£25k bills to replace flammable tower block cladding branded ‘enormous’ by MP in letter
PUBLISHED: 09:48 04 July 2020 | UPDATED: 09:58 04 July 2020
House of Commons
Spiralling costs to replace flammable cladding on Ipswich’s St Francis Tower have been brought to the attention of the housing minister by the town’s MP.
Tom Hunt described bills of £25,000 facing leaseholders of flats in the 16-storey building as “enormous” in a letter penned to secretary of state Robert Jenrick – adding that the payments are causing them a “great deal of distress”.
Cladding on St Francis Tower was recently described as being “more flammable even than Grenfell” in an ongoing court battle to decide who pays for the £3.6m repair costs.
It is hoped that resolution of this will eventually prevent leaseholders from having to pay.
MORE: Families left in tower block with ‘highly flammable’ cladding amid court row over who pays
The building, which contains 116 flats, is still covered in 45% of the original flammable cladding after work to remove it revealed huge gaps in the tower and problems with windows.
“When work on building structure and buildings’ exteriors goes wrong, as we have seen particularly in the cladding scandal, it is often leaseholders who are left to foot astronomical bills for replacement, remediation and repairs,” Mr Hunt wrote in his letter.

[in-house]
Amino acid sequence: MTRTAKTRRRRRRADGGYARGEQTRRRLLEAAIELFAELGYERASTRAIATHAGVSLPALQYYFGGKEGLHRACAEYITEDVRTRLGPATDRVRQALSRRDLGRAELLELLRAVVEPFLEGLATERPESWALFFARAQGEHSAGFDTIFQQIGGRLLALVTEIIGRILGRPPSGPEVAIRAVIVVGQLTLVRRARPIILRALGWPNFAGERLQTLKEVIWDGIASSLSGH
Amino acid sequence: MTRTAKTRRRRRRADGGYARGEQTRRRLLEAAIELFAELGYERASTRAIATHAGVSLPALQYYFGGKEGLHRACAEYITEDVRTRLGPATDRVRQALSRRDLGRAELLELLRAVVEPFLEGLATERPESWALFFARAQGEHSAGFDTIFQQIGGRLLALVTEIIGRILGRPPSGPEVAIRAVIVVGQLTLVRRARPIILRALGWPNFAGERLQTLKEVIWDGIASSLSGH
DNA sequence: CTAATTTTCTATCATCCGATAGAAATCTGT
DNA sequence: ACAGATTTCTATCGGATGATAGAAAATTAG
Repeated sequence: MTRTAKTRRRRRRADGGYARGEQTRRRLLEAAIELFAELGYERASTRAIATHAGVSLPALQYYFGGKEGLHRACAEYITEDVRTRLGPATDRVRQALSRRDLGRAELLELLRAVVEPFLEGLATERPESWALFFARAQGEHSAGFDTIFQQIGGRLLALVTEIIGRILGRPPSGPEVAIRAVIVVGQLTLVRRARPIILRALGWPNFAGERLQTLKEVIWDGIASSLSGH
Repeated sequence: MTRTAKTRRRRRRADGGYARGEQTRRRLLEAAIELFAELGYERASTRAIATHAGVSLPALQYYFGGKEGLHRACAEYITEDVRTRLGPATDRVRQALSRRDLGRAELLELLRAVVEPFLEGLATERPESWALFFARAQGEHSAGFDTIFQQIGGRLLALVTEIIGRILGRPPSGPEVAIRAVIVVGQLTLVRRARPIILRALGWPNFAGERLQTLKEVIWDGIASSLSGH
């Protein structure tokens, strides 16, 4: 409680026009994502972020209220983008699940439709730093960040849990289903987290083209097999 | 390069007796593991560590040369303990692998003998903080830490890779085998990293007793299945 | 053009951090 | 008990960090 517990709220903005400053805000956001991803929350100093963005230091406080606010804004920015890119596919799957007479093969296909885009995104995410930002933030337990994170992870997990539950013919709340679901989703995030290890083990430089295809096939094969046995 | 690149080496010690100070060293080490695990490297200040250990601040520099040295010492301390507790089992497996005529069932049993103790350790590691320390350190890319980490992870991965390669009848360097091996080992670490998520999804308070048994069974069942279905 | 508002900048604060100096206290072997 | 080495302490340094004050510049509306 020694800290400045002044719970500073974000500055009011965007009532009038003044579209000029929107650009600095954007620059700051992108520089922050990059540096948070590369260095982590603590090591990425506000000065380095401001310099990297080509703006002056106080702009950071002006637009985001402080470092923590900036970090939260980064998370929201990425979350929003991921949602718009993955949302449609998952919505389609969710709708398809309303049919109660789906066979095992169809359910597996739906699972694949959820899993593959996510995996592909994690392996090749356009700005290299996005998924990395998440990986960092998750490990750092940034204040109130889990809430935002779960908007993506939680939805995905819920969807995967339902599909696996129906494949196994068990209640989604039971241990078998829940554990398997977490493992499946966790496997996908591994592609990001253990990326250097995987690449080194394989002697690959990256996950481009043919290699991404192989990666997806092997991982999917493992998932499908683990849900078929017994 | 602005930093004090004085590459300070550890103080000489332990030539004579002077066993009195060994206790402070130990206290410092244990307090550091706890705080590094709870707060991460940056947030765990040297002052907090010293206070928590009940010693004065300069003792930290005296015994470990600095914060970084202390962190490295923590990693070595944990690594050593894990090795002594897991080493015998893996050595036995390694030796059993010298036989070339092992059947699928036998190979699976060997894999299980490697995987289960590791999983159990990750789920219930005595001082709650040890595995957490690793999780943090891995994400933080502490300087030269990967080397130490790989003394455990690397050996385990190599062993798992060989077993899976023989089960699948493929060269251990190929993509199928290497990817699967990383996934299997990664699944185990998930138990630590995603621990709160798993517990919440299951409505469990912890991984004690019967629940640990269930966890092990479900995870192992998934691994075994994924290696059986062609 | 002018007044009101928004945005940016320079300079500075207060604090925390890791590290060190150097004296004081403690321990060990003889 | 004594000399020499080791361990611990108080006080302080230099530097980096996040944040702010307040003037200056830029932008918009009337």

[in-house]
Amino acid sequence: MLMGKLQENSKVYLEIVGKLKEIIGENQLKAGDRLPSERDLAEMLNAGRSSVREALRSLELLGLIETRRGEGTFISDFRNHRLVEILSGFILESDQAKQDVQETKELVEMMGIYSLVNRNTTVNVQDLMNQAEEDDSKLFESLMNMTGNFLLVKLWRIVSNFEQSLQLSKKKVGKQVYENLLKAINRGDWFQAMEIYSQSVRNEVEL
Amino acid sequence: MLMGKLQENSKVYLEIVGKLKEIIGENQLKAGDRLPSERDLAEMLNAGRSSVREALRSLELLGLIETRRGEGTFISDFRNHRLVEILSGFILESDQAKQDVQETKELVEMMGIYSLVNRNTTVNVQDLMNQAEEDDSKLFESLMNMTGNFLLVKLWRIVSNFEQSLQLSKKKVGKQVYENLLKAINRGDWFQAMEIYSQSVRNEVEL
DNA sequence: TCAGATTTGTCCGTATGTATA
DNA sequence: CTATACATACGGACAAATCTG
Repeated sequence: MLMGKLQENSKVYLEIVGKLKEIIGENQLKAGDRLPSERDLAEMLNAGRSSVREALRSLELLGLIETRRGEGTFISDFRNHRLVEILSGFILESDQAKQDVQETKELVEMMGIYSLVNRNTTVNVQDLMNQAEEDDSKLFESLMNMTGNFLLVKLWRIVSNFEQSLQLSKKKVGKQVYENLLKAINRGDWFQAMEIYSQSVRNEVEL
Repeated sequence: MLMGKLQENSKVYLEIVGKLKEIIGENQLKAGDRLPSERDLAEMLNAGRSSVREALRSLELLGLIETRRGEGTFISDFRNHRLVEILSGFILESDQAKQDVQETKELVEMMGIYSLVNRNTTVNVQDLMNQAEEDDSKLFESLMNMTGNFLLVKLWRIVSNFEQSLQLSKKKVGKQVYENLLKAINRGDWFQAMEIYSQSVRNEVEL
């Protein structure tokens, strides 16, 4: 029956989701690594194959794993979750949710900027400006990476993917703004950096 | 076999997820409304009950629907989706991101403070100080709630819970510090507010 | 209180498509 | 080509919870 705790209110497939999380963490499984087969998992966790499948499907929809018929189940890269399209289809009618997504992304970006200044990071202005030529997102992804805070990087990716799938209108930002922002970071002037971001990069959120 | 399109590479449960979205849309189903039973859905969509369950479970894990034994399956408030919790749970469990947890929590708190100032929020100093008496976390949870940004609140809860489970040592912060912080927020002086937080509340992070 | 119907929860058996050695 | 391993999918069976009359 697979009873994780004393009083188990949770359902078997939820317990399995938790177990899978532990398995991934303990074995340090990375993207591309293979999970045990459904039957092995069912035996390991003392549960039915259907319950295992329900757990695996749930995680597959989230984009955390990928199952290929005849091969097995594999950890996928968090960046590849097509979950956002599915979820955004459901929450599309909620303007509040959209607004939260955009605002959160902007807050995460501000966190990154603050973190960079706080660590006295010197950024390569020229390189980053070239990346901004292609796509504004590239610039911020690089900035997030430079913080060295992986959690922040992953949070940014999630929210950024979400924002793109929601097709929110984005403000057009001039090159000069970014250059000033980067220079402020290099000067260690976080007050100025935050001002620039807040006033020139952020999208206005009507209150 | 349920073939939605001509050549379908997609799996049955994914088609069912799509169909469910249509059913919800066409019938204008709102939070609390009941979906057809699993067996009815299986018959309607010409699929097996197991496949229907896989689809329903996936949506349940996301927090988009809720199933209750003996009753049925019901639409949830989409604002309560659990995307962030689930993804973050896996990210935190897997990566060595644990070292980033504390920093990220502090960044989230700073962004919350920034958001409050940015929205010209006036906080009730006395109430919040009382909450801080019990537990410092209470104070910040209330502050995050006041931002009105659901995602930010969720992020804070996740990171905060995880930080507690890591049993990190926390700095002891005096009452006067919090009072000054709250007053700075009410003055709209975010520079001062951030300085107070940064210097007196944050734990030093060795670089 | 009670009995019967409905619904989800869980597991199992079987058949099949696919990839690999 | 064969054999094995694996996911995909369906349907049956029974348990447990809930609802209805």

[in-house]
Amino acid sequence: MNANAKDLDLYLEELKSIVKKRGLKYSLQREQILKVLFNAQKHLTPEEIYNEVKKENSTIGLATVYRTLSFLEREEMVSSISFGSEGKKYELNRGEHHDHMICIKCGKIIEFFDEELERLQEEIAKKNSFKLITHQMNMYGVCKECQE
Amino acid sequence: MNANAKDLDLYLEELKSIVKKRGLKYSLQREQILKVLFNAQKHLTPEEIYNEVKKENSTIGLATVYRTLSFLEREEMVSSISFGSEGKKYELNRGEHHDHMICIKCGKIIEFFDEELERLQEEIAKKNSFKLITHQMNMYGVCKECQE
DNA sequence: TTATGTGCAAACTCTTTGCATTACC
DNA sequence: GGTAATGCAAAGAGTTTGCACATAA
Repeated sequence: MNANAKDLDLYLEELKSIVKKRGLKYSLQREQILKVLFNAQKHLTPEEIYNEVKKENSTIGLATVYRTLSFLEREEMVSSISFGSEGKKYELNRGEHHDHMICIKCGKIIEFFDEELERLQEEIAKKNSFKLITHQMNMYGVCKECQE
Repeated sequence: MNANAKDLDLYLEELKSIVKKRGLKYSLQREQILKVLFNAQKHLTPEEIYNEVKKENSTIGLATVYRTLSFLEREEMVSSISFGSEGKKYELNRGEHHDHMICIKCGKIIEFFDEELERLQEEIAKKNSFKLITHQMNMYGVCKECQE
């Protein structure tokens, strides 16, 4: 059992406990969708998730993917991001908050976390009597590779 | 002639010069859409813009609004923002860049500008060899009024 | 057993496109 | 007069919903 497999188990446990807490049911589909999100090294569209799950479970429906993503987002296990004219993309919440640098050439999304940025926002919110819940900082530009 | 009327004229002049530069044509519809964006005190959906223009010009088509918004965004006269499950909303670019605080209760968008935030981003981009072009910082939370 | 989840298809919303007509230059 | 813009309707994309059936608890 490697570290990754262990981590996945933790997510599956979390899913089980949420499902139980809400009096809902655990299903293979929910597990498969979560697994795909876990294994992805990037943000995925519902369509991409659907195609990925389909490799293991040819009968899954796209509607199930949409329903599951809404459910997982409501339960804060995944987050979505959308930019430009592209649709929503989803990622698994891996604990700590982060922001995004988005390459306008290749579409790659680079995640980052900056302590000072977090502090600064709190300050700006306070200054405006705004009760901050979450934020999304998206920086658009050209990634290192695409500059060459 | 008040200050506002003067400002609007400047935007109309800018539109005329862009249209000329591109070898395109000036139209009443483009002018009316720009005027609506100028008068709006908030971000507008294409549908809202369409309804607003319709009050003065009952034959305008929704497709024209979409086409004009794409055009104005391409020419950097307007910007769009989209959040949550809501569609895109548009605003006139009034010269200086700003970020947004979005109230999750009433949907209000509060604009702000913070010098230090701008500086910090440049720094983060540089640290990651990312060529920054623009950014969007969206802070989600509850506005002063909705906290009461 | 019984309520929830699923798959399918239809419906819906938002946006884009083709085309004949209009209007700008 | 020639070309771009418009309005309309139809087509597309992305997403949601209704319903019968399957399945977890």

MORE: St Francis Tower – What we’ve learned about safety of tower block a year on
“Leaseholders at St Francis Tower in Ipswich, for instance, were told they had to foot an enormous bill of around £25,000 per flat to replace the highly combustible HPL cladding on the building, despite the fact they were not responsible for putting this cladding up in the first place.
“The prospect of this bill caused a high degree of distress among leaseholders, when they had already seen the value of their property fall considerably.”
WATCH: Flat owner ‘anxious’ over growing cost of tower cladding repairs
Flat prices in St Francis Tower have fallen to around £30,000-£40,000, which has meant some leaseholders owning two or more are facing repair bills higher than the current value of their properties.
Philip Maricic owns two flats in the tower and has been left with a £50,000 bill – he has previously expressed concern over rising costs.
Mr Hunt urged Mr Jenrick to put a system in place which gives leaseholders and freeholders clarity over whose responsibility it is to pay for repair work.
He also asked him to extend the government’s £1bn building safety fund, announced in the Budget, to ensure all buildings with flammable cladding can be fully repaired.
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